Custom Upload Component
• Upload is not part of JSF spec (currently) • uses Servlet Filter (MyFaces‘ Extension Filter) • special interface (org.apache.myfaces.custom.fileupload.UploadedFile)
<h:form enctype="multipart/form-data"> <x:inputFileUpload value="#{backing.file}“ required="true"/> … </h:form>

• Sample

133

Tree Component (Tree2)
• MyFaces provides two tree components • define your data inside a backing bean
• TreeNode (Interface) • TreeNodeBase (Implementation class)

• define your layout in a JSF page via facets • Navigation via CommandLink component • client and server toggle

134

Tree Component Java code
private TreeNode tree; tree = new TreeNodeBase(„folder“,“navi“,true); tree.getChildren().add( new TreeNodeBase(„doc“,“entry“,false) )

135

Tree Component JSP
<x:tree2 value=„#{bean.tree}“ clientSideToggle=„true“ var=„node“ varNodeToggle=„t“ ...> <f:facet name=„doc"> <h:panelGroup> <h:commandLink styleClass="document" action=„nav"> <h:graphicImage value="images/document.png„ border="0"/> <h:outputText value="#{node.description}"/> <f:param name=„reqVal" value="#{node.identifier}"/> </h:commandLink> </h:panelGroup> </f:facet> ... </x:tree2>

Sample

136

Tabbed Pane
• Tab control as known from classic GUIs • Contains two custom JSF tags
• <x:panelTabbedPane/> • <x:panelTab/>

• reuses standard UI components
• for instance <h:inputText/>

• click on a tab ends up in a request, but tab saves the state of the nested input fields

137

Tabbed Pane JSP code
<x:panelTabbedPane bgcolor=„#FFFFCC“> <x:panelTab id=„tab1“ label=„Main Menu“> <h:outputText .../> <h:inputText value=„#{bean.property}“/> ... </x:panelTab> <x:panelTab id=„tab2“ label=„second Menu“> ... </x:panelTab> <h:commandButton value=„Submit it!“ /> </x:panelTabbedPane>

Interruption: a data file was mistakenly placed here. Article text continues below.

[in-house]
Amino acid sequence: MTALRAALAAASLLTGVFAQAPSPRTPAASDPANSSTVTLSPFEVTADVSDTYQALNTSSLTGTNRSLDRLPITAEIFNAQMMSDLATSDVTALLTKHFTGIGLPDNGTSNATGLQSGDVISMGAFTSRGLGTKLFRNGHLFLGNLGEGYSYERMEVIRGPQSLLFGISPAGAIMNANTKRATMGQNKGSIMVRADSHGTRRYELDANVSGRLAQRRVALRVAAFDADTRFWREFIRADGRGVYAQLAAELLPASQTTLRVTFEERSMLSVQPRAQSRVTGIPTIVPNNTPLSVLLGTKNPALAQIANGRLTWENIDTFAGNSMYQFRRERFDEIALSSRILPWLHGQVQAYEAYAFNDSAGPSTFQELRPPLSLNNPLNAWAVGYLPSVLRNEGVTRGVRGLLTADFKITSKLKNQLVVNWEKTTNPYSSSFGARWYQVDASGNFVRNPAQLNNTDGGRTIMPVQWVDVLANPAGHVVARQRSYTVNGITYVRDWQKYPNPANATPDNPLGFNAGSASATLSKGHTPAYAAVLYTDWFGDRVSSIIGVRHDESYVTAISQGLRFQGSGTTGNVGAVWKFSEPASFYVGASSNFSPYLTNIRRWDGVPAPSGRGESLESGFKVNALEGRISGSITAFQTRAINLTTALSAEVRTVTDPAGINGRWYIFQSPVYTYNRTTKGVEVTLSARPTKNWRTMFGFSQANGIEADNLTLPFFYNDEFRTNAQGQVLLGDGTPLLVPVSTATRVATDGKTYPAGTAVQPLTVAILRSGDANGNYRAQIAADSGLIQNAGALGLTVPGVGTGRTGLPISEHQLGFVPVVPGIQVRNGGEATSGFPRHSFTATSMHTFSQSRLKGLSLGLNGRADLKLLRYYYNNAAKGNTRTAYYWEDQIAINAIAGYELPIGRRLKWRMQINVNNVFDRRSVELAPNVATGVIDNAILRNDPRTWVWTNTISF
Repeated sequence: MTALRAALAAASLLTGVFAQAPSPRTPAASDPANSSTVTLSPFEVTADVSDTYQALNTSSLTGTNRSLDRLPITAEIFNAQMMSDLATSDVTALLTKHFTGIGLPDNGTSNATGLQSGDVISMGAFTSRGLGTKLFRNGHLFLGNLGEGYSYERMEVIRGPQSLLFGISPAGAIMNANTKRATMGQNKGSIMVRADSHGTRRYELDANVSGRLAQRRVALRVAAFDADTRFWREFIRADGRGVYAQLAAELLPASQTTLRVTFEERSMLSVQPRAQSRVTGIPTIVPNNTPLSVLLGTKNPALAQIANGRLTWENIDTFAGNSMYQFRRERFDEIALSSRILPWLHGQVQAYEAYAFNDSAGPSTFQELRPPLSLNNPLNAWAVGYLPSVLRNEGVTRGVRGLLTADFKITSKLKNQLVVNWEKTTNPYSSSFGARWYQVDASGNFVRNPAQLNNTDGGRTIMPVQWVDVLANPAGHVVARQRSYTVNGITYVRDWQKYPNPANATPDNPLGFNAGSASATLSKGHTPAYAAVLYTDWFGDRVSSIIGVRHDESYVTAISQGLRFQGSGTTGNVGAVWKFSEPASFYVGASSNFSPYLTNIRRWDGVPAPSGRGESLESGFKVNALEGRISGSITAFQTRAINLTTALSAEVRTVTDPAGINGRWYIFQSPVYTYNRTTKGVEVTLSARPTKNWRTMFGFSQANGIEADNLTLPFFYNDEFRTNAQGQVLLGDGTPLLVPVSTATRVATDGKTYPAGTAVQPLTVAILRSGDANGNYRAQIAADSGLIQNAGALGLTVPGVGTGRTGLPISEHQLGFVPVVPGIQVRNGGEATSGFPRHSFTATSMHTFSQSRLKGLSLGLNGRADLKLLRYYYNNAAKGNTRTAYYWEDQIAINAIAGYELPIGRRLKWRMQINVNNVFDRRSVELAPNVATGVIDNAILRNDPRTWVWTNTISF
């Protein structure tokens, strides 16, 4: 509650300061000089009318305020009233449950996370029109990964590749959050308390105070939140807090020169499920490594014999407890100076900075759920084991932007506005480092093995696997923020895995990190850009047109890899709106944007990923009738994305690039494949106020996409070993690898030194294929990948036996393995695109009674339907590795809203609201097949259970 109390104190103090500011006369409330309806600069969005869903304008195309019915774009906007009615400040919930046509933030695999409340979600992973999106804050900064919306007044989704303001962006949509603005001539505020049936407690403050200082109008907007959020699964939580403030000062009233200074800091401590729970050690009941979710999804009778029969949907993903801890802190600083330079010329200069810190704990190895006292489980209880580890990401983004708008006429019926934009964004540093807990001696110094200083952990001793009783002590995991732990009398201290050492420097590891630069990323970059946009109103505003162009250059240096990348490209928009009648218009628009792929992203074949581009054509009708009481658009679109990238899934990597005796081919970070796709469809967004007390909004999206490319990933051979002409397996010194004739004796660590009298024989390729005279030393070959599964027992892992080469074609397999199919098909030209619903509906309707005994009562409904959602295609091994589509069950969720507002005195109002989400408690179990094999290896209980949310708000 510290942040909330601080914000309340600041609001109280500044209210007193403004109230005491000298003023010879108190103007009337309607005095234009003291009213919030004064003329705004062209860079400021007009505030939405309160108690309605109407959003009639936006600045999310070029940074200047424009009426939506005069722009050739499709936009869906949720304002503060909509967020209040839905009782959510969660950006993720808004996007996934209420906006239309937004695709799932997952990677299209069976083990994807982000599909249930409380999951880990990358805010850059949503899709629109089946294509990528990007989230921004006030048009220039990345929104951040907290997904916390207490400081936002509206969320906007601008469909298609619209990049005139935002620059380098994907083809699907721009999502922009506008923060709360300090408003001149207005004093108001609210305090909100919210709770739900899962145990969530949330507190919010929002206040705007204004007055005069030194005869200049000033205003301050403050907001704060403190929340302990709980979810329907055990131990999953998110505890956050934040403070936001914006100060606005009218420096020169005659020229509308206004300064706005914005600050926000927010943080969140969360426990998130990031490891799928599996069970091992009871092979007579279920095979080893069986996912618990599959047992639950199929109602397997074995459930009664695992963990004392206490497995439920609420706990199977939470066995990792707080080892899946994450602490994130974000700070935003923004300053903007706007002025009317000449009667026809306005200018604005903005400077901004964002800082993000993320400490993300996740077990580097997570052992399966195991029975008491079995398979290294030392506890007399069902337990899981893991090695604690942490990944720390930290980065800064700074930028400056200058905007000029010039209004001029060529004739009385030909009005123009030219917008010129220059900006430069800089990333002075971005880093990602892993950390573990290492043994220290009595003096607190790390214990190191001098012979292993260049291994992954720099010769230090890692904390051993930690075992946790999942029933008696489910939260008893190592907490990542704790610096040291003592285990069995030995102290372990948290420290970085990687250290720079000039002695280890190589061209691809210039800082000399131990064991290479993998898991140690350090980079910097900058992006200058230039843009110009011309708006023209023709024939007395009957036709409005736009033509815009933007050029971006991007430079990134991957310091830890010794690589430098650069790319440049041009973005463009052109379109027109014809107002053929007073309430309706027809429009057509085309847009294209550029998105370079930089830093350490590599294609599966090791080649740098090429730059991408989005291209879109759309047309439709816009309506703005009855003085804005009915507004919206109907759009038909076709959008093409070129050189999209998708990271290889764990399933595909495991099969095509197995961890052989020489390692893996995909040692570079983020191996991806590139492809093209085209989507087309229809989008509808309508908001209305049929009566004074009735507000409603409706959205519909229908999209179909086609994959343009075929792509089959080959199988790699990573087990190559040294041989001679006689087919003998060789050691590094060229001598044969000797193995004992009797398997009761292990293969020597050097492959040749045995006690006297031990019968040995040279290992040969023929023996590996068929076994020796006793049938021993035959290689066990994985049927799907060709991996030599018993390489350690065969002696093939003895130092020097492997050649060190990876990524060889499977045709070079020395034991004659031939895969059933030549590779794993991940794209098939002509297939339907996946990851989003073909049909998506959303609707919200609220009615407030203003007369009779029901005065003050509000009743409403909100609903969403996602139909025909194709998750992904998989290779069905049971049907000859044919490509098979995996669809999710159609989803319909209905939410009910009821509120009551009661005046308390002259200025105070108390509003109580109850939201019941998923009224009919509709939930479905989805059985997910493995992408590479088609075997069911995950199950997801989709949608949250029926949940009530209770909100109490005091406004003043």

• Sample

138

custom Table component
• MyFaces contains a custom table component • extends UIData (standard component)
• preserveDataModel • preserveRowState • sortColumn • sortAscending • preserveSort • renderedIfEmpty • rowIndexVar

139

scrollable Table component
<x:dataTable id="data“ …> ... </x:dataTable> <x:dataScroller id="scroll_1“ for="data“ fastStep="10“ pageCountVar="pageCount“ pageIndexVar="pageIndex“ styleClass="scroller“ paginator="true“ paginatorMaxPages="9“ paginatorTableClass="paginator“ paginatorActiveColumnStyle="font-weight:bold;"> <f:facet name="first" > <h:graphicImage url="images/arrow-first.gif" border="1" /> </f:facet> ... </x:dataScroller>

Sample

140

sortable Table component
• needs MyFaces <x:dataTable/> attributes:
• sortColumn=“#{sorter.sort}” • sortAscending=“#{sorter.asc}” • preserveSort=“true”

• uses MyFaces <x:dataTable/> BackingBean needs method (sort()) that contains a Comparator impl. • call sort() before return the data model.
• here: call inside of getWorkers();

• Sample

141

Using *Legacy* JavaScript
• JSF Components using IDs:
<h:form id=„foo“> <h:inputText id=„bar“ ... > </h:form>

generates foo:bar

• document.getElementById(); • special forceId Attribute (JSF 1.2 contains a similar concept):
<h:form id=„foo“> <x:inputText id=„bar“ forceId=„true“... > </h:form>

generates bar

142

Custom Validators
• nest them inside Input Components
<h:inputText value=„...> <x:validateEmail/> </h:inputText>

• ISBN (<x:validateISBN/>) • CreditCard (<x:validateCreditCard/>) • Regular Expression
<x:validateRegExpr pattern=„\d{5}“/>

• Equal
<h:inputText id=„password1“ ...> <h:inputText id=„password2“ ...> <x:validateEqual for=„password1“/> </h:inputText>

143

JSF – composing pages
• Standard provides a plain subview component
• <jsp:include /> or <c:import />

• realizes the Composite View Pattern • bound to file names (e.g. footer.jsp) • good framework for composing pages
• Tiles (used in Struts, Velocity or plain JSP)

144

MyFaces Tiles integration
• custom ViewHandler for Tiles
• must be registed in faces-config.xml • needs tiles configuration location as ContextParameter (web.xml) • looks up *.tiles mappings in tiles definition file • page definitions are described in tiles.xml • known issues
• none-tiles pages must be wrapped inside of tiles config

145

MyFaces/Tiles - definitions
<tiles-definitions> <definition name="layout.example“ path="/template/template.jsp" > <put name="header" value="/common/header.jsp" /> <put name="menu" value="/common/navigation.jsp" /> </definition> <definition name="/page1.tiles" extends="layout.example" > <put name="body" value="/page1.jsp" /> </definition> <!-- workaround for non-tiles JSF pages--> <definition name="non.tiles1" path="/non-tile.jsp"/> </tiles-definitions>